Welcome to our Marth amiibo guide! At the end of the Super Smash Bros. 4 metagame, Marth found himself at the very top of our tier list. Powerful finishers, a solid recovery, and an excellent damage-racker in Dancing Blade eclipsed the movesets of every other character. Marth has fallen off significantly in Super Smash Bros. Ultimate, and now struggles to contend even for a mid-tier ranking. For more information on why that is, go give his wiki page a read. Otherwise, let’s jump right into today’s training!
Special thanks to Random Fire for contributing Marth’s training information!
If Spirits are your thing, then you’re in luck: this is the section for you! If you’d rather not use a Spirit team, you’re welcome to skip ahead to either of our training sections — competitive or Raid Boss. To those of you new to amiibo training, you might want to read our full Spirits guide to develop a basic understanding of how Spirits work in this game. Then, when you’re done, you can come back to this section and read up on Marth’s best Spirit builds:
- Banned bonuses: Marth’s best setup is a simple one: Armor Knight plus Trade-Off Ability ↑. To be honest, this is the best setup available for almost every fighter in Ultimate, and of course Marth is no exception. You can obtain Armor Knight via the Halberd Support Spirit, which in turn can be found in Funky Kong’s shop (which is first accessed through World of Light).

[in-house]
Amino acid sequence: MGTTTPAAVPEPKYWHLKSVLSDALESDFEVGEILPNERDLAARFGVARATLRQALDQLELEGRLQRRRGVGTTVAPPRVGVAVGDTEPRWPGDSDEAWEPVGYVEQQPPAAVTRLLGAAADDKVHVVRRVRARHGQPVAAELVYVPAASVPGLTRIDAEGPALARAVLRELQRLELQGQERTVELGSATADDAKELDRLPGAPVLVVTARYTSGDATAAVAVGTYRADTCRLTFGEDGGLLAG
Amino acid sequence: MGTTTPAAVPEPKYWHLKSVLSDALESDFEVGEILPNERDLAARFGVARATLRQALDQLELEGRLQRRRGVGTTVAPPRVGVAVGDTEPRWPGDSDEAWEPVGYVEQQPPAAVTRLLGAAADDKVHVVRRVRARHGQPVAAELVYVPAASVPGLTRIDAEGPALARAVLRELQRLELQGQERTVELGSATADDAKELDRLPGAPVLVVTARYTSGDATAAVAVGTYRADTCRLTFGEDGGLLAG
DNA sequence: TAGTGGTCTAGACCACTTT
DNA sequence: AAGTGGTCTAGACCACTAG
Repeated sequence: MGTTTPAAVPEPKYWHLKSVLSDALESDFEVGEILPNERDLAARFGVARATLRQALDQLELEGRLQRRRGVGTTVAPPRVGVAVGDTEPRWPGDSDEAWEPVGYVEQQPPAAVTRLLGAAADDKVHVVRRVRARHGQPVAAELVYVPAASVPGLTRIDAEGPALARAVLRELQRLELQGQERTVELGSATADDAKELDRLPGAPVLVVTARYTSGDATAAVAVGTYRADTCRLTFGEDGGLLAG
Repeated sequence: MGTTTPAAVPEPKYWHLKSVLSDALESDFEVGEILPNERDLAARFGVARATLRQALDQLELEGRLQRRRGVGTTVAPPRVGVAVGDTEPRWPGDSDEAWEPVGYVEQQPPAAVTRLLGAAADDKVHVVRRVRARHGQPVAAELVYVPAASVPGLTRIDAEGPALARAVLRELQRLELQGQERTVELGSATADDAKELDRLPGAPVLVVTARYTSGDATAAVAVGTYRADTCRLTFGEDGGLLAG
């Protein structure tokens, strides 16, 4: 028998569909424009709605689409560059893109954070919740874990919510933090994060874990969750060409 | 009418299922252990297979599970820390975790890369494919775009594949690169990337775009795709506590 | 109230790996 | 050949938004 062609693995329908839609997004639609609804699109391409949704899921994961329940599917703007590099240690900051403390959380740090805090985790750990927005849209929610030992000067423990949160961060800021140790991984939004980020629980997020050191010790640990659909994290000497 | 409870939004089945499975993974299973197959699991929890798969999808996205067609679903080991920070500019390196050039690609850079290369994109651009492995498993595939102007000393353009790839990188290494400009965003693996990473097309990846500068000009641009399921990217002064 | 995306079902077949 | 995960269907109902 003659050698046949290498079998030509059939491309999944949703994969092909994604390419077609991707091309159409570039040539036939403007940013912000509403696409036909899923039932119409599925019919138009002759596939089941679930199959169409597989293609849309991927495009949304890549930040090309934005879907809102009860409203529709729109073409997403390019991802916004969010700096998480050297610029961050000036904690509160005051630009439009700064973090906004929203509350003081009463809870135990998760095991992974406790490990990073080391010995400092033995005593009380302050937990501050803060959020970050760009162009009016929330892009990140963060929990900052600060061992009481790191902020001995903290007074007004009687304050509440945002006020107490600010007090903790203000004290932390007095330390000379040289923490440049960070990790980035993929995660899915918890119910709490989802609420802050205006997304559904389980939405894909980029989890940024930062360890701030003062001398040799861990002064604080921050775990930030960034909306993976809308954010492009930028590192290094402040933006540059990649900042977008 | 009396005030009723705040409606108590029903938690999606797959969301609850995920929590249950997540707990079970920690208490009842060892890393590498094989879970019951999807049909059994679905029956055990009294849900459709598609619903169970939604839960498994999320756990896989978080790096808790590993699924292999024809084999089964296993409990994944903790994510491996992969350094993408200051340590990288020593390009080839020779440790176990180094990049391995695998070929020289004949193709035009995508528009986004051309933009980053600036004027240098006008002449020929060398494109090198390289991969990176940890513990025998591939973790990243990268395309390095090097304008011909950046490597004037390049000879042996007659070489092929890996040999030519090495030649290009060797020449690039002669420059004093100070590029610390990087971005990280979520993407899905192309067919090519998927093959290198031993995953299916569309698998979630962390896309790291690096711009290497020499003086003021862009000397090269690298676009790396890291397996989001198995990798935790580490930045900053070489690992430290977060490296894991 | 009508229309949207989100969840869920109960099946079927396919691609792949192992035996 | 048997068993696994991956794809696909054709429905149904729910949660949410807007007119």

- Tournament-legal bonuses: Marth’s next-best setups are also rather simple: pick any combination of Weapon Attack ↑ (applied either once or twice), Move Speed ↑, Trade-Off Ability ↑, Critical-Health Stats ↑, and Air Defense ↑. Each of these skills can come in handy, but it’s up to you to pick the ones that sound most appealing!
- Raid Boss bonuses: Each of the bonus combinations listed above works well for a Raid Boss Marth. You could also try out a setup including Weapon Attack ↑, Air Defense ↑, and Move Speed ↑; we did recommend that in the last paragraph but it’s especially strong on Raid Bosses.
Once you’ve picked your three bonus effects, you’ll have to round out your FP’s stat spread. We recommend either a balanced build (2100 / 2100) or a slightly more offensive one (2500 / 1700). Once that’s all said and done, you’ll need to make sure your FP’s Spirit-type is Neutral. If it’s anything else, then it runs the risk of losing Spirit-type matchups if it ever fights other FPs later on down the line. Be careful!
Marth’s optimal training strategy is very similar to Lucina’s, but with a few key differences. The main difference is actually a higher focus on aerial moves; this is because their tipped damage output is incredibly high. Some of them can even pull off simple two-hit combos! As we’ll soon discuss in greater detail, Marth can afford to go off-stage, but only infrequently. Here’s what an optimized Marth FP’s moveset looks like, then:
- Forward smash is a key move. It comes out fast, inflicts reasonable damage (even without the tipper), and has a good bit of range. Prioritize this heavily and make this your go-to grounded move. Mix in some down tilts too, but much less often. It’s especially effective when used near the ledge! Forward tilt can be thrown in once in a blue moon as well.